Updated: Jan 3, 2020
Written by: Megan McDowell
Psychological Safety and Cognitive Diversity
Harvard Business Review recently published an article entitled The Two Traits of the Best Problem-Solving Teams which looked at attributes of successful problem solving teams versus unsuccessful problem solving teams. A key factor for great problem solving groups is diverse cognitive thinking patterns. The second most important is psychological safety. The group that is not afraid to make mistakes and treat mistakes with curiosity rather than contempt or embarrassment were much more successful and saw all members contribute, resulting in quicker, more thorough solutions. Market research online communities provide both of these factors bringing together people of different cognitive thinking patterns, as well as creating a safe place to share opinions free from trolls.
What Management Often Overlooks
The authors of the HBR article, Alison Reynolds and David Lewis, give an example of 12 managers meeting and discussing how to solve a complex problem. A younger member in the group states that they think they have solved the problem and begin directing the group. The group acknowledges that this junior member has the answer but as she leads the group, the activity breaks down. The group expresses disappointment and she feels her confidence disappear. The problem is therefore not fully solved, and this junior member is less likely to share in the future. While the team was diverse cognitively, the authors write, “The groups that performed well treated mistakes with curiosity and shared responsibility for the outcomes. As a result, people could express themselves, their thoughts and ideas without fear of social retribution.” This security within the group made it easier for ideas to be shared and work through mistakes to find solutions.
The authors interviewed over 150 senior executives over a period of twelve months from different organizations looking at cognitive diversity, and psychological safety and how their organization was able to adapt and handle challenges. The authors write, “Not surprisingly, adaptability correlated very highly with high levels of both cognitive diversity and psychological safety. We called these organizations “generative,” and labelled the worse-performing organizations oppositional (high diversity, low safety), uniform (low diversity, high safety), and defensive (low in both).”
The Words your Company Needs to Define Itself
The executives interviewed by the authors were asked to choose five words from sixty that describe dominant behaviours and emotions within their organization. The list of words among the successful adaptive companies were as follows: curious, encouraging, experimental, forceful, inquiring, nurturing. While the low performing organizations chose these words to describe themselves: cautious, controlling, flexible, hierarchical, reasoned, resistant. These words describing emotions and behaviours clearly illustrate two diverse paths. One path leads to more constructive problem solving with emotionally secure members, the other leads to less constructive insecure members.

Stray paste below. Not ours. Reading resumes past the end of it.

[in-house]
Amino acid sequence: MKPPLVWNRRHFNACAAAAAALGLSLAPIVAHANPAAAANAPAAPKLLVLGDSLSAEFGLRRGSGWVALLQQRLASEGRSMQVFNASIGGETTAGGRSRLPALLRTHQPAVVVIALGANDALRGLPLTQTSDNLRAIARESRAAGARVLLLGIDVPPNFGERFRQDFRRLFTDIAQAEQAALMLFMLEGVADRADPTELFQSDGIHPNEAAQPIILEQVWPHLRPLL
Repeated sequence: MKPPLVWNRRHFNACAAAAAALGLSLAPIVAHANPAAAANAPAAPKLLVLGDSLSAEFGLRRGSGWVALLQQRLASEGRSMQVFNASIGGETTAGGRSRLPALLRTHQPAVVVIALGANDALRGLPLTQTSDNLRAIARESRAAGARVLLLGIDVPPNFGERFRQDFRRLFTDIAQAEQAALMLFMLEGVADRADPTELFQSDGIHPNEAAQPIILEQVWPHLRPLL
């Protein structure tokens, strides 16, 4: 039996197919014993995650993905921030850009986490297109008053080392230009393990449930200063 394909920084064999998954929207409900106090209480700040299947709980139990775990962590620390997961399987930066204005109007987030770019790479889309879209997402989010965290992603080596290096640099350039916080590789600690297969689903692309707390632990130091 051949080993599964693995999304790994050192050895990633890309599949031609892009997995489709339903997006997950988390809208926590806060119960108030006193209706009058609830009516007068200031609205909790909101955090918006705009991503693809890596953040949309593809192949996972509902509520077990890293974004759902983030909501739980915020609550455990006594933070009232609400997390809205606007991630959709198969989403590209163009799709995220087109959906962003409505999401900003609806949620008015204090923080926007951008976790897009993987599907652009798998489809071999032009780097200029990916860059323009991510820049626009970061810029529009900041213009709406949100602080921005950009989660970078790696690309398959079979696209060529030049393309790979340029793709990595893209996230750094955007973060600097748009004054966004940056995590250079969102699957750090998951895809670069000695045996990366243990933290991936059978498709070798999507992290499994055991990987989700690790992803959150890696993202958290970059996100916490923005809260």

MROC’s Provide Psychological Safety and Cognitive Diversity
Market research online communities are great because they pool together cognitively diverse members to share ideas and work towards solutions that an organization is facing. It also creates a safe place to share ideas because community managers are able to oversee the comments being made and ensure that their is no bullying going on, as well other community members can report unconstructive comments as well. With MROC software members that fill in profile surveys and have to authenticate their accounts are more likely to be a part of the community for constructive purposes rather than to simply troll.
The other benefit online research communities have is that the members involved in the problem solving are more objective than those within the company. Sometimes organizational members can’t speak freely because they are afraid of hurting someone’s feelings. By bringing together a random sample of customers and asking for their feedback, they can share in a psychologically safe environment, as well as give cognitively diverse opinions, and give these opinions from a customer centric viewpoint.
If you would like to find out more about how market research online communities can help you, please feel free to contact us.